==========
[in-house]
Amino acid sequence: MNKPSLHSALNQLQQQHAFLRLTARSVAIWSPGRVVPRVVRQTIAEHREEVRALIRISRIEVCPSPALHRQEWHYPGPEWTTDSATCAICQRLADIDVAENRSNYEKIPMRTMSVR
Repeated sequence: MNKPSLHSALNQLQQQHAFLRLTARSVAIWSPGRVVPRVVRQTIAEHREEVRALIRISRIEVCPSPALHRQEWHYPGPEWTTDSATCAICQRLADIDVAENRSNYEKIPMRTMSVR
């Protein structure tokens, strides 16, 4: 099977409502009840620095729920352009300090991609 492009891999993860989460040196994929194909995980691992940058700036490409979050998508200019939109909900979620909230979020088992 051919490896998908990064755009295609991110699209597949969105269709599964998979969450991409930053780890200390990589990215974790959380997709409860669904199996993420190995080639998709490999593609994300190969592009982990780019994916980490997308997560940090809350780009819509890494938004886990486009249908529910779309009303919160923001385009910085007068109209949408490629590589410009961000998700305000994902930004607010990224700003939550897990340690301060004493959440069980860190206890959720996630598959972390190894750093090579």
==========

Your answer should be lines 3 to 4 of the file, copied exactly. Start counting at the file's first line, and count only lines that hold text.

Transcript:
Repeated sequence: MNKPSLHSALNQLQQQHAFLRLTARSVAIWSPGRVVPRVVRQTIAEHREEVRALIRISRIEVCPSPALHRQEWHYPGPEWTTDSATCAICQRLADIDVAENRSNYEKIPMRTMSVR
């Protein structure tokens, strides 16, 4: 099977409502009840620095729920352009300090991609 492009891999993860989460040196994929194909995980691992940058700036490409979050998508200019939109909900979620909230979020088992 051919490896998908990064755009295609991110699209597949969105269709599964998979969450991409930053780890200390990589990215974790959380997709409860669904199996993420190995080639998709490999593609994300190969592009982990780019994916980490997308997560940090809350780009819509890494938004886990486009249908529910779309009303919160923001385009910085007068109209949408490629590589410009961000998700305000994902930004607010990224700003939550897990340690301060004493959440069980860190206890959720996630598959972390190894750093090579």